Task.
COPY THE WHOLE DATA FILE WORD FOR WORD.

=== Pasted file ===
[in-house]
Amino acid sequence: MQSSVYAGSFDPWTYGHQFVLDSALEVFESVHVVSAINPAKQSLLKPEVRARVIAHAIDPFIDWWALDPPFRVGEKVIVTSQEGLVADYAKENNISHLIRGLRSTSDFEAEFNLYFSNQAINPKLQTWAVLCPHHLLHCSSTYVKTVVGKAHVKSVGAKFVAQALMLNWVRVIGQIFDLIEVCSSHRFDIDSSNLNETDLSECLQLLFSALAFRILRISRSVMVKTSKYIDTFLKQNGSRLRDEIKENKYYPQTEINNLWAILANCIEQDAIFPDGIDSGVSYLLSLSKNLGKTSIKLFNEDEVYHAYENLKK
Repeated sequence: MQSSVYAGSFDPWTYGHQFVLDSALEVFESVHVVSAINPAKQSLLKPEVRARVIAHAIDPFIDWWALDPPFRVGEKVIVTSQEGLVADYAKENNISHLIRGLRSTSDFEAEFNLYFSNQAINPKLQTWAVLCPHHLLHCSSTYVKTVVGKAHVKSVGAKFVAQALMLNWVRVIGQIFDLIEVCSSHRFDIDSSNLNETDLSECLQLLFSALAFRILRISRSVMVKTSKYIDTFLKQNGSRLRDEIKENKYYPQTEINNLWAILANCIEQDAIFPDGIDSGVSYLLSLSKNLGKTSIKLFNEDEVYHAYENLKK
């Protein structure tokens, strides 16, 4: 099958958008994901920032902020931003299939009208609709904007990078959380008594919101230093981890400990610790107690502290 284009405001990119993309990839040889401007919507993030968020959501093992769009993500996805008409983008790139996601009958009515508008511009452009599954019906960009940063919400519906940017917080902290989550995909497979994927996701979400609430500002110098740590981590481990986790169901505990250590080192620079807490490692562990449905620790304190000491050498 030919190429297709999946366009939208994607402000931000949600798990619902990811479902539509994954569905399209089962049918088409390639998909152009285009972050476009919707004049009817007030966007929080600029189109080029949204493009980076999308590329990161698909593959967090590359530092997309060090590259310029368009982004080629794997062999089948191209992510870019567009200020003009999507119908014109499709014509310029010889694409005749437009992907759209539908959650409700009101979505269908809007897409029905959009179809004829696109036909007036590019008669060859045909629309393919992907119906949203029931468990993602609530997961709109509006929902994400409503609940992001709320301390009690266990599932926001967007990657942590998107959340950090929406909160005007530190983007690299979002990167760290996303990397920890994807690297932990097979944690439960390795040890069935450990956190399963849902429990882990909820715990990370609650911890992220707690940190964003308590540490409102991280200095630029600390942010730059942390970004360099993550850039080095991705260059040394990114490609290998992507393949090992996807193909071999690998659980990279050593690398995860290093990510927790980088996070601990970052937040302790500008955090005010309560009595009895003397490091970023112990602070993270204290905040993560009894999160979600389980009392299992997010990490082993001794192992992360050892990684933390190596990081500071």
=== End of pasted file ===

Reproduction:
[in-house]
Amino acid sequence: MQSSVYAGSFDPWTYGHQFVLDSALEVFESVHVVSAINPAKQSLLKPEVRARVIAHAIDPFIDWWALDPPFRVGEKVIVTSQEGLVADYAKENNISHLIRGLRSTSDFEAEFNLYFSNQAINPKLQTWAVLCPHHLLHCSSTYVKTVVGKAHVKSVGAKFVAQALMLNWVRVIGQIFDLIEVCSSHRFDIDSSNLNETDLSECLQLLFSALAFRILRISRSVMVKTSKYIDTFLKQNGSRLRDEIKENKYYPQTEINNLWAILANCIEQDAIFPDGIDSGVSYLLSLSKNLGKTSIKLFNEDEVYHAYENLKK
Repeated sequence: MQSSVYAGSFDPWTYGHQFVLDSALEVFESVHVVSAINPAKQSLLKPEVRARVIAHAIDPFIDWWALDPPFRVGEKVIVTSQEGLVADYAKENNISHLIRGLRSTSDFEAEFNLYFSNQAINPKLQTWAVLCPHHLLHCSSTYVKTVVGKAHVKSVGAKFVAQALMLNWVRVIGQIFDLIEVCSSHRFDIDSSNLNETDLSECLQLLFSALAFRILRISRSVMVKTSKYIDTFLKQNGSRLRDEIKENKYYPQTEINNLWAILANCIEQDAIFPDGIDSGVSYLLSLSKNLGKTSIKLFNEDEVYHAYENLKK
């Protein structure tokens, strides 16, 4: 099958958008994901920032902020931003299939009208609709904007990078959380008594919101230093981890400990610790107690502290 284009405001990119993309990839040889401007919507993030968020959501093992769009993500996805008409983008790139996601009958009515508008511009452009599954019906960009940063919400519906940017917080902290989550995909497979994927996701979400609430500002110098740590981590481990986790169901505990250590080192620079807490490692562990449905620790304190000491050498 030919190429297709999946366009939208994607402000931000949600798990619902990811479902539509994954569905399209089962049918088409390639998909152009285009972050476009919707004049009817007030966007929080600029189109080029949204493009980076999308590329990161698909593959967090590359530092997309060090590259310029368009982004080629794997062999089948191209992510870019567009200020003009999507119908014109499709014509310029010889694409005749437009992907759209539908959650409700009101979505269908809007897409029905959009179809004829696109036909007036590019008669060859045909629309393919992907119906949203029931468990993602609530997961709109509006929902994400409503609940992001709320301390009690266990599932926001967007990657942590998107959340950090929406909160005007530190983007690299979002990167760290996303990397920890994807690297932990097979944690439960390795040890069935450990956190399963849902429990882990909820715990990370609650911890992220707690940190964003308590540490409102991280200095630029600390942010730059942390970004360099993550850039080095991705260059040394990114490609290998992507393949090992996807193909071999690998659980990279050593690398995860290093990510927790980088996070601990970052937040302790500008955090005010309560009595009895003397490091970023112990602070993270204290905040993560009894999160979600389980009392299992997010990490082993001794192992992360050892990684933390190596990081500071």